Syria is getting away with murder in Lebanon, and the United Nations Security Council is letting it happen. The resolution the Council passed last Thursday might have been minimally adequate if something less were at stake than the sovereignty of a United Nations member country and the lives of some of its best and most courageous people.
Despite the intransigence, the Security Council declined to impose sanctions on Damascus, instead settling Thursday for extending the investigation for six months. Secretary-General Kofi Annan needs to ensure that whoever leads the probe is as tough-minded and competent as Mehlis, who agreed at the start of his work to serve only until the end of this year. If Assad keeps stonewalling the United Nations, the world body needs to impose sanctions. Political assassinations must be punished, not just decried.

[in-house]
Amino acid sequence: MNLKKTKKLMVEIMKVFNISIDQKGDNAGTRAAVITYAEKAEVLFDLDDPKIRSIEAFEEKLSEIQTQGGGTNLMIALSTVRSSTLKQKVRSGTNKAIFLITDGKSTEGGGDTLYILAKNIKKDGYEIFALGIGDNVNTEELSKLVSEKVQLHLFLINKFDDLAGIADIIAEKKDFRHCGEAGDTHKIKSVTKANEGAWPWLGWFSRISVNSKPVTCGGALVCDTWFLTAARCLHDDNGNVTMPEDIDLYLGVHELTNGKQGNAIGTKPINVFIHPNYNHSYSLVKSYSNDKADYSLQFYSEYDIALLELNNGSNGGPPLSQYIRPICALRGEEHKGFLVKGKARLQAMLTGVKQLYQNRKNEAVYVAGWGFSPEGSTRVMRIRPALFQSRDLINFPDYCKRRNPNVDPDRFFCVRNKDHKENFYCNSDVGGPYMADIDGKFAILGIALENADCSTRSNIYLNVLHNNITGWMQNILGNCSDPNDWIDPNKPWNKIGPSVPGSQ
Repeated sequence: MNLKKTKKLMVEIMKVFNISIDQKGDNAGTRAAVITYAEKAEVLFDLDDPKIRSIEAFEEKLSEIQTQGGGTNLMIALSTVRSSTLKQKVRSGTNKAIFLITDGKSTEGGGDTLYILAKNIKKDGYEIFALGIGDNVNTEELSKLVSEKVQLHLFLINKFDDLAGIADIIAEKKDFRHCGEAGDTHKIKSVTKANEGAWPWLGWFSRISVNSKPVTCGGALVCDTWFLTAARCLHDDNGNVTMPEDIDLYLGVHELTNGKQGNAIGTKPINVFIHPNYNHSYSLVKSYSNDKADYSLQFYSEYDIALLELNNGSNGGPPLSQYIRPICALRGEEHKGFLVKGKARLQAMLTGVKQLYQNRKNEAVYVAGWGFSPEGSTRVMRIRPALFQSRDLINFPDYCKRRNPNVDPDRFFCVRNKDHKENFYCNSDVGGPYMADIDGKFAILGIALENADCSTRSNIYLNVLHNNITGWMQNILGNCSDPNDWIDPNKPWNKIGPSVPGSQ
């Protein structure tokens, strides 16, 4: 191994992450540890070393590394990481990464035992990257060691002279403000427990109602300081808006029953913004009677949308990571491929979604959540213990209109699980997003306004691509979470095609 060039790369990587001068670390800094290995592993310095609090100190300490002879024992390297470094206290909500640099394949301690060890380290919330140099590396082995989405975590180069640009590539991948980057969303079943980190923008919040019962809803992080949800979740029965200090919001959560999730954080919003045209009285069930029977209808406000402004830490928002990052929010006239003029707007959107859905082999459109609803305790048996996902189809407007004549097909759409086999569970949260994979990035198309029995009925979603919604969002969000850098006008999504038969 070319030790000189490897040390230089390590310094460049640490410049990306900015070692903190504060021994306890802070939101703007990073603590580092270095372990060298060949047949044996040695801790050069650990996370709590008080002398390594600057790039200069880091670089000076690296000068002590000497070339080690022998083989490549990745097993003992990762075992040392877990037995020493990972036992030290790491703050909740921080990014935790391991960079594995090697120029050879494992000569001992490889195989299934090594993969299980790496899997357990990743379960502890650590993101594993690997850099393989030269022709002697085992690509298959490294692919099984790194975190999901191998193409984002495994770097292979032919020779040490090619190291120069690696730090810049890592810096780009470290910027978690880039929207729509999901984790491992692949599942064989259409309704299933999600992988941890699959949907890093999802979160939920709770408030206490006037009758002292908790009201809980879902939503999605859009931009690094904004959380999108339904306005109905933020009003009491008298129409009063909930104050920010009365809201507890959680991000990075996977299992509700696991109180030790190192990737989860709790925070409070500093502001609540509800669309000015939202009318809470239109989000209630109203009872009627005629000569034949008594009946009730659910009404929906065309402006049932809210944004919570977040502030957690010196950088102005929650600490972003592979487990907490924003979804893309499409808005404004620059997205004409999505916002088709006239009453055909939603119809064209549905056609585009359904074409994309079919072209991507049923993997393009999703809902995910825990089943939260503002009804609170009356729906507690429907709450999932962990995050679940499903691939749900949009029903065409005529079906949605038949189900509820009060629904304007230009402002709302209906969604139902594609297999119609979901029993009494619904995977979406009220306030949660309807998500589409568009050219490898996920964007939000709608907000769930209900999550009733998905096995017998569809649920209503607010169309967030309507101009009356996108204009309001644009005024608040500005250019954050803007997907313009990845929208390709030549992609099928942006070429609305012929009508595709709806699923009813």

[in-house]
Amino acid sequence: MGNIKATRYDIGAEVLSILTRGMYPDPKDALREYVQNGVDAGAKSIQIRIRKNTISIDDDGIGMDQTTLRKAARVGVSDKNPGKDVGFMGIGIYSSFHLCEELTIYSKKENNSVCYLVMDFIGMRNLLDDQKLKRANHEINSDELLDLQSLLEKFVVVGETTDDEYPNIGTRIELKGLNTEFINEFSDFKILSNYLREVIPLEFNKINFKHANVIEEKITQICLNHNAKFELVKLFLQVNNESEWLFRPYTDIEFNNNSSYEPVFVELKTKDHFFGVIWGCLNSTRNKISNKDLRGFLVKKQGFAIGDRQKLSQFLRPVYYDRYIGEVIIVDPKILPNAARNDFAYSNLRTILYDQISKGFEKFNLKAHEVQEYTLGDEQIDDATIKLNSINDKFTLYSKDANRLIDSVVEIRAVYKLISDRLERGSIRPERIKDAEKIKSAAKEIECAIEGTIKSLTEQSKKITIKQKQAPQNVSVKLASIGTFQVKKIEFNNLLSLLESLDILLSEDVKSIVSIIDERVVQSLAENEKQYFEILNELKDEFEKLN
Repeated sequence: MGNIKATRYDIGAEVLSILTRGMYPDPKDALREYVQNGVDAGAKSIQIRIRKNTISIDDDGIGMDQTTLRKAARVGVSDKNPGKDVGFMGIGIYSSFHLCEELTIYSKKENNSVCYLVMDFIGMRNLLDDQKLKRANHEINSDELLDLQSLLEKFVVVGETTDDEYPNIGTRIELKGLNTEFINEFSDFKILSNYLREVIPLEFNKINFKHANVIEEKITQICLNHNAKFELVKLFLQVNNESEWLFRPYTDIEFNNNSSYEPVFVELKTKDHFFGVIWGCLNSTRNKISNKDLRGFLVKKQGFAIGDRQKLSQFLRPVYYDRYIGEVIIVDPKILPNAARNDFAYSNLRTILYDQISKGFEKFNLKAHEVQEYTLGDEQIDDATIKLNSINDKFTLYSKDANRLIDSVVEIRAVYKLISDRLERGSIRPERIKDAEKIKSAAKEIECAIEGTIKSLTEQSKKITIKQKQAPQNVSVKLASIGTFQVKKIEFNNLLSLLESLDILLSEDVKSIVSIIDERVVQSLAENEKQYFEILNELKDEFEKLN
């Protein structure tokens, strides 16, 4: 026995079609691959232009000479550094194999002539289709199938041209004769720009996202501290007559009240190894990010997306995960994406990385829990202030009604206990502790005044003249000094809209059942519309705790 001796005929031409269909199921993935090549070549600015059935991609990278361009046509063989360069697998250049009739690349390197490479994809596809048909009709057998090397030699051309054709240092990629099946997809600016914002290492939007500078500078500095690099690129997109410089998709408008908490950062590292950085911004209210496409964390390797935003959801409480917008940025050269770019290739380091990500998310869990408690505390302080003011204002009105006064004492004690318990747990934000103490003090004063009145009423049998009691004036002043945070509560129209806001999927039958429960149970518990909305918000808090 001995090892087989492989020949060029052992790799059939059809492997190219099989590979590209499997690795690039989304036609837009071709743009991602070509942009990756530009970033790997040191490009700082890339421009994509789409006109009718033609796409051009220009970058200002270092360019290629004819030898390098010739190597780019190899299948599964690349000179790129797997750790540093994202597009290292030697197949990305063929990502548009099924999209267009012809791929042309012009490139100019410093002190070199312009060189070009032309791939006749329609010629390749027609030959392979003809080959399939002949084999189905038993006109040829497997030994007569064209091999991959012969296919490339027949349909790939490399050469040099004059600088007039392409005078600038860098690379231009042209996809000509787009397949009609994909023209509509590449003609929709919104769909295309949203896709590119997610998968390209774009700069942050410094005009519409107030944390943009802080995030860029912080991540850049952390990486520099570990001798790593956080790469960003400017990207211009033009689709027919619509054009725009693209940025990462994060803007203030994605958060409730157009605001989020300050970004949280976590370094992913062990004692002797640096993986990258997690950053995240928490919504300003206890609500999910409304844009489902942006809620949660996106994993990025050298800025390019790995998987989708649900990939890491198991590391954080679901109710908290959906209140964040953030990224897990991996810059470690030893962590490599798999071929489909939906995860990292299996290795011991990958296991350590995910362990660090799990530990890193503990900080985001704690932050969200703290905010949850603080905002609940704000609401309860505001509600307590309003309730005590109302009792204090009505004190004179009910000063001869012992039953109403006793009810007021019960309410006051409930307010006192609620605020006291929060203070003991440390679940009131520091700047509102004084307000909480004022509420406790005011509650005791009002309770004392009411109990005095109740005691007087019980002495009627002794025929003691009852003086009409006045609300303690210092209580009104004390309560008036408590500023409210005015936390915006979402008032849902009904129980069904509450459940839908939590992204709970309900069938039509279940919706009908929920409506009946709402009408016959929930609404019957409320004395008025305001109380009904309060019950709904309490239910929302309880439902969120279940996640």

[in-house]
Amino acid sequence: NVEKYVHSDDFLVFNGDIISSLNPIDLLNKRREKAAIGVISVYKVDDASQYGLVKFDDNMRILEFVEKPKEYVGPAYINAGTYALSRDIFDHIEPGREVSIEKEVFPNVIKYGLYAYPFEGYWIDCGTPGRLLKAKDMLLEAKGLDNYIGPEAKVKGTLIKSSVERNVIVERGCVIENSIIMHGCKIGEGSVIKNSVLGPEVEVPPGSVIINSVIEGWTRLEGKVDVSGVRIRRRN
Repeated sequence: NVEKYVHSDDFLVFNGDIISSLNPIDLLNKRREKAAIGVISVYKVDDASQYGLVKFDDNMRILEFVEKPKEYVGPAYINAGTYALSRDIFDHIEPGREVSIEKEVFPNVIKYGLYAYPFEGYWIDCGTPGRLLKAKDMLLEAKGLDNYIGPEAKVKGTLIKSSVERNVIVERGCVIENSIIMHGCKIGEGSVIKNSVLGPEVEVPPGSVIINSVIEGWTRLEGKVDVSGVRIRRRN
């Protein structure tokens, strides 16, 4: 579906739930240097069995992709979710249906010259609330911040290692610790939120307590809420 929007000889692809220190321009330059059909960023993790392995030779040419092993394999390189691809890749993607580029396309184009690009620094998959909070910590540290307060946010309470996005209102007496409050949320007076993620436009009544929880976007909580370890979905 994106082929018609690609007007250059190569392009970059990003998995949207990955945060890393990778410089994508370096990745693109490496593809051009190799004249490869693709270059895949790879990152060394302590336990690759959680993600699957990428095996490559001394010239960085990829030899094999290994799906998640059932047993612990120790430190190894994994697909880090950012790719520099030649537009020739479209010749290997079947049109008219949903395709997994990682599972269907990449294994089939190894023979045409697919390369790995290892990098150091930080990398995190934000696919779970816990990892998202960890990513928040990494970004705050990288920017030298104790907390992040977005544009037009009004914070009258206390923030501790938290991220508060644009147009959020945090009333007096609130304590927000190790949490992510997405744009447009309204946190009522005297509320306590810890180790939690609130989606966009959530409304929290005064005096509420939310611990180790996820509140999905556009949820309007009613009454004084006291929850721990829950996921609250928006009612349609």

SADDAM HUSSEIN'S challenge to international security was exceptional in part because of his flagrant defiance of resolutions by the United Nations Security Council and his equally crude actions to obstruct the work of U.N. inspectors. Now another Arab Baathist dictator, Bashar Assad, has adopted the same tactics. Not only has Mr. Assad sought to obstruct a U.N. investigation into the assassination of former Lebanese Prime Minister Rafiq Hariri, but his agents in Lebanon are continuing to murder Syria's Lebanese critics.